Submission + - Banks Find Way To Sell Consumers' Shopping Data (forbes.com)

nonprofiteer writes: Banks plan to compete with Groupon and LivingSocial by targeting coupons and deals at credit card holders based on their shopping habits. They found a way to do it without violating financial privacy laws...

"They’re “selling” shopping habits the same way Facebook “sells” personal data about its users: in-network. It’s a clever privacy work-around. Just as Facebook allows advertisers to specifically target certain kinds of users based on their profile information (without actually providing that profile information to the advertisers), banks plan to allow advertisers to send deals and coupons to their customers based on what they’ve bought before. That way, no user data actually leaves the network — instead, deals just enter the network. Each time a customer cashes in on one of those deals, the bank gets a commission."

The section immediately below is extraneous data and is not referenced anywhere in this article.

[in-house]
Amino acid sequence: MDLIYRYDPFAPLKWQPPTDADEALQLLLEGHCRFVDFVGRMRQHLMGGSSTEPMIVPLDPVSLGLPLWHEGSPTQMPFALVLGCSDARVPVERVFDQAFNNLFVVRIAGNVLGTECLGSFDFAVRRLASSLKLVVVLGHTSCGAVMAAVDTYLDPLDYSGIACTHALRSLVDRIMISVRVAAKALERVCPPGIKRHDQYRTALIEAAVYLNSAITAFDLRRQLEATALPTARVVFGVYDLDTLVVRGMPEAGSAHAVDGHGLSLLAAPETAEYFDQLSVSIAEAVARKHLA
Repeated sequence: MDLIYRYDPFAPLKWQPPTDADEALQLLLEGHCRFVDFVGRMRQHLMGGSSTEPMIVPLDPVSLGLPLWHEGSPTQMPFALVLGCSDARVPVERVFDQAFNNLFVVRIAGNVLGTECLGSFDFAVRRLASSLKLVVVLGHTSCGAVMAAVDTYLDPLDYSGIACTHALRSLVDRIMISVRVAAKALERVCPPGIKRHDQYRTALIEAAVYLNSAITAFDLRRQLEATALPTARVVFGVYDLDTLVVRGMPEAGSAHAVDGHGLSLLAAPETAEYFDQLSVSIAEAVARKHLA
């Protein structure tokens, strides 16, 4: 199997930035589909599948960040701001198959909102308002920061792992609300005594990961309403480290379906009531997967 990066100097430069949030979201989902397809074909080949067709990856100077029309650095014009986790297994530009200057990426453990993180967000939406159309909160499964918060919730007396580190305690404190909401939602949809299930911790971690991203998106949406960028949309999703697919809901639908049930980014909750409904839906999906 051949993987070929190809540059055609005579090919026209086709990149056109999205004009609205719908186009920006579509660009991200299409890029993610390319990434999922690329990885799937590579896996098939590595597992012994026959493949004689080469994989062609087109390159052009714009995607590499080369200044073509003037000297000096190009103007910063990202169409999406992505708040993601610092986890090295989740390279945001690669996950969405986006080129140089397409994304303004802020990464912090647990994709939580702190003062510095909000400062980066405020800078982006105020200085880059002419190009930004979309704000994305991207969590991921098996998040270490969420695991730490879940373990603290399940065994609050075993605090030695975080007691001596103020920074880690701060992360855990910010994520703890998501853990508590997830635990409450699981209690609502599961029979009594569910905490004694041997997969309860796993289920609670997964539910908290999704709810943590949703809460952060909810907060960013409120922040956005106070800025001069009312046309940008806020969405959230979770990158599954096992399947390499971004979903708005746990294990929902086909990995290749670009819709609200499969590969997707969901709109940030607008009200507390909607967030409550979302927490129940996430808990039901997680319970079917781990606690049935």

Submission + - Anonymous Hacks Booz Allen Hamilton: 90k Accounts (securityweek.com)

wiredmikey writes: According to Anonymous, in what the hacker group is calling, “Military Meltdown Monday,” they have acquired and released to the public, a list of approximately 90,000 military emails and md5, non-salted password hashes, after hacking into systems from Booz Allen Hamilton, the large government contractor that works closely with many defense, intelligence, and civil sectors on cyber security.

Submission + - Driven off the Road by MBAs 1